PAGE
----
It has been suggested, in defence of the agreement, that if the State were not to indemnify the congregations against abuse claims, the financial burden on the religious congregations be such as to make them insolvent, in which case the State would ultimately bear the cost of redress. If anything, however, this strengthens the constitutional argument outlined. If any of the relevant orders were to suffer financial collapse, their contribution to redress would nonetheless far exceed that agreed at present. There is a considerable difference between a commitment to guarantee redress to victims of institutional abuse, and a commitment to indemnify the religious congregations against victims’ claims, notwithstanding the limited consideration provided. The latter does not logically proceed from the former; therefore, what may constitute a prima facie endowment of religion cannot be justified through the imperative of redress for the victims of institutional abuse. Accordingly, preventing the collapse, or severe financial difficulty of religious congregations, does not provide constitutional cover for the indemnity arrangement, but rather the reverse: if its purpose is to “rescue” the congregations from collapse or severe burden, this in turn indicates the absence of a purpose or object behind the arrangement which may be regarded as constitutionally legitimate. It clearly seeks to ensure the survival or welfare of religious bodies against liabilities – which must be regarded as indistinguishable, for current purpose, from running costs – which is indistinguishable from a purpose of advancing, assisting or propagating religion, an object against which the endowment clause must obviously be directed, if it is to be vested with any significant role. Thus, State intervention having as its object the financial welfare or survival of a religious body must logically be considered as offending the clause, notwithstanding the fact that such intervention may simultaneously pursue other, constitutionally legitimate objectives, where the achievement of these goals does not necessitate such financial largesse towards religion. This reflects the liberal-democratic orientation which at least partly underpins Article 44 of the Constitution: the success, prosperity or failure of religious movements and bodies must not be determined by State largesse or grace, in order to ensure an equal and unburdened religious choice for individuals. As argued below, the financial welfare of religious bodies is an object which is placed, by the Constitution, beyond the scope of legitimate State intervention.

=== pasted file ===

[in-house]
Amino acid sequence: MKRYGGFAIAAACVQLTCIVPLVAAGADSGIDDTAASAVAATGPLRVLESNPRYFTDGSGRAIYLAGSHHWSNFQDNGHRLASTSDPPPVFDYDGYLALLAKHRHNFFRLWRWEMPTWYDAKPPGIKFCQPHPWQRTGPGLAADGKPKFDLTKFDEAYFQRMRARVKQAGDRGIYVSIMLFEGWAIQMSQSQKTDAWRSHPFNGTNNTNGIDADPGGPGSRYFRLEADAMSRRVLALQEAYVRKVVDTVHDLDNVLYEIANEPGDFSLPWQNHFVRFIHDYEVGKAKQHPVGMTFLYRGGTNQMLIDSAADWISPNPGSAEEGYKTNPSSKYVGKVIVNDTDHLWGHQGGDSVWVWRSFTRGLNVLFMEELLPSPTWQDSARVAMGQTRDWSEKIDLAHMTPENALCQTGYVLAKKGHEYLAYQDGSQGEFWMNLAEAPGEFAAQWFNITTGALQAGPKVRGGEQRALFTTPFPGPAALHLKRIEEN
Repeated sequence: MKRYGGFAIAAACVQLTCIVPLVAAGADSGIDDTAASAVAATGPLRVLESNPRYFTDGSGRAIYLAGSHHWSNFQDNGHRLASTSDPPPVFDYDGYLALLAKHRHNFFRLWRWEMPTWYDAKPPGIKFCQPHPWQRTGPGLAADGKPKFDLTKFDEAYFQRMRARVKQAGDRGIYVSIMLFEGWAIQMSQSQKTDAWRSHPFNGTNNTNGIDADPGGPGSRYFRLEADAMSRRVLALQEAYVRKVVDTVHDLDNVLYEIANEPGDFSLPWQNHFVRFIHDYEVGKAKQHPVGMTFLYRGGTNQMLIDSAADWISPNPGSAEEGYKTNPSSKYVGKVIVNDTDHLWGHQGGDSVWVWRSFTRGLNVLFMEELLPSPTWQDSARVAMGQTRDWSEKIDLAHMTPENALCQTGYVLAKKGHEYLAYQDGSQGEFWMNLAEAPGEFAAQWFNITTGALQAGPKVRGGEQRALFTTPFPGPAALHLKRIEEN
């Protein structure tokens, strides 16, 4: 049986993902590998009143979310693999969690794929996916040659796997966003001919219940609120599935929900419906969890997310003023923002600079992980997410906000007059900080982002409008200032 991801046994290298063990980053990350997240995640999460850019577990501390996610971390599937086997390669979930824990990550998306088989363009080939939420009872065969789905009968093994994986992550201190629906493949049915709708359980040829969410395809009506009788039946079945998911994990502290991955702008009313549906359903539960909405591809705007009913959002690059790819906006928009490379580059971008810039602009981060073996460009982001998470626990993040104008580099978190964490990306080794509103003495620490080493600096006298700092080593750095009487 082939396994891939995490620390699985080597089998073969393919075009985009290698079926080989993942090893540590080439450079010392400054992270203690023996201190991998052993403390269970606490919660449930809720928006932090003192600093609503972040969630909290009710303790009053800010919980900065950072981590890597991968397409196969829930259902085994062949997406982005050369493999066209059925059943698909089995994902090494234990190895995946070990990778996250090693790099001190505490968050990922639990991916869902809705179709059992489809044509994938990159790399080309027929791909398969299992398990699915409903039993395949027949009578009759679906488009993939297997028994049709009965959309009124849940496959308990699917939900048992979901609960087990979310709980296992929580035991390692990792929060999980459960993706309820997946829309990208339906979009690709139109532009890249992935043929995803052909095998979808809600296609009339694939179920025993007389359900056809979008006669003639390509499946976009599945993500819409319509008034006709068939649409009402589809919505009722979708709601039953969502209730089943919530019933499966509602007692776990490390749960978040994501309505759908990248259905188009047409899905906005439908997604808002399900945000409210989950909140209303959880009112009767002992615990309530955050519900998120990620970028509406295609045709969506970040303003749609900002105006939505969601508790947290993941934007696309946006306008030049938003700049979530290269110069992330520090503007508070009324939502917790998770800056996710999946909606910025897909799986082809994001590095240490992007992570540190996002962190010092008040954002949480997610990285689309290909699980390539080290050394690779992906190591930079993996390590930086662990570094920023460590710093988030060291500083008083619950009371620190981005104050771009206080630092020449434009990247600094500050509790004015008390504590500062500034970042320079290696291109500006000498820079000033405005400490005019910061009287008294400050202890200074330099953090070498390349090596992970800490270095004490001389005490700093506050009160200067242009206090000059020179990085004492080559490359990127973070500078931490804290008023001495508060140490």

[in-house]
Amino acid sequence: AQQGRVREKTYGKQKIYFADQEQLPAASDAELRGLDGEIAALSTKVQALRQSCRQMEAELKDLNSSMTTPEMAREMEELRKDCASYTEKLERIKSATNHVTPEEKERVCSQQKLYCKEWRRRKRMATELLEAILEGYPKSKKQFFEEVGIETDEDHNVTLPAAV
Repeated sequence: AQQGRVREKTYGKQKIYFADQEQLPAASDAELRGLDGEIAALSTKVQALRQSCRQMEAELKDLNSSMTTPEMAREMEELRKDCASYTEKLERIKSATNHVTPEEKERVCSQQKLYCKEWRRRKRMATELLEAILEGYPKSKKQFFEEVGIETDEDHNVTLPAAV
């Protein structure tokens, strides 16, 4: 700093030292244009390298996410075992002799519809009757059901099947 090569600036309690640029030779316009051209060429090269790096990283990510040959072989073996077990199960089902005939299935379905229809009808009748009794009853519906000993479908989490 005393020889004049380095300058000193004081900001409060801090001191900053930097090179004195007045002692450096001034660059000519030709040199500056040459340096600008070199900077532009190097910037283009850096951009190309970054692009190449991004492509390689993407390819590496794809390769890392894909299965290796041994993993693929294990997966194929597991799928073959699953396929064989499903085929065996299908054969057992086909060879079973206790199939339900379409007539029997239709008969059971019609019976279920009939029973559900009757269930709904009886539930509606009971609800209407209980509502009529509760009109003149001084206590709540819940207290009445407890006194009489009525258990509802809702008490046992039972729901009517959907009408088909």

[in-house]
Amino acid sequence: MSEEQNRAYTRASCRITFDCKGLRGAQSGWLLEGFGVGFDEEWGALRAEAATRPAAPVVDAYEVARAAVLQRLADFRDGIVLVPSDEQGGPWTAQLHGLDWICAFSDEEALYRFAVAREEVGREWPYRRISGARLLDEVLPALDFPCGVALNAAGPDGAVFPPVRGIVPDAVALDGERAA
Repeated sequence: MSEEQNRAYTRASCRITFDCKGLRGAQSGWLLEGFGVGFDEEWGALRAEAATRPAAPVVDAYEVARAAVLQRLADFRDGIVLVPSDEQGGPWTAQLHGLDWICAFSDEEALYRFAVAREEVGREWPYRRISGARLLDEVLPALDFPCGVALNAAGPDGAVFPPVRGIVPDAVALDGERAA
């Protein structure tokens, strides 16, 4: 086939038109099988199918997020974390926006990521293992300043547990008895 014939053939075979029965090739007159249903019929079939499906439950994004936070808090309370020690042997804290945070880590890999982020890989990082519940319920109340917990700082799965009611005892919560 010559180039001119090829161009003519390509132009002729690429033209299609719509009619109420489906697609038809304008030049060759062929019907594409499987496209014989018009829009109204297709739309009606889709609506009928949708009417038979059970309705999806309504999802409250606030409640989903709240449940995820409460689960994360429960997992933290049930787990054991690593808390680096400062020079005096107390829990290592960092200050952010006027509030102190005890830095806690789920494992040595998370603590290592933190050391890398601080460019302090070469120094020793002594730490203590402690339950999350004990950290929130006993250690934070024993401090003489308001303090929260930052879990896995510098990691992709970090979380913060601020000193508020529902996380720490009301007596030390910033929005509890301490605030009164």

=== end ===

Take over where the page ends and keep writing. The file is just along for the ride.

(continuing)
Keane J’s Campaign Opinion: an Excessively Formalistic and Literal Interpretation of the Endowment Clause
Keane J’s opinion was also joined by a majority of the Supreme Court (by two of the remaining justices, while the opinion of Barrington J was joined by three). His interpretation of the endowment clause accords it a significantly more restrictive scope than Barrington J’s judgment. While agreeing that the system of State support for denominational education, and for school chaplains, was legitimate both in view of the implicit constitutional mandate for State support of religious education and the intentions of the constitutional framers, Keane J went much further in suggesting, obiter, that such support does not even constitute the prima facie endowment of religion. He went so far as to suggest that the State could constitutionally “confer benefits” on religious bodies, albeit in a non-discriminatory fashion, even, apparently, in the absence of such a constitutionally-mandated imperative as the provision of religious education. Therefore, his dicta might be interpreted as militating against the argument that the indemnity agreement, as a measure conferring financial benefit upon religion, offends the endowment clause.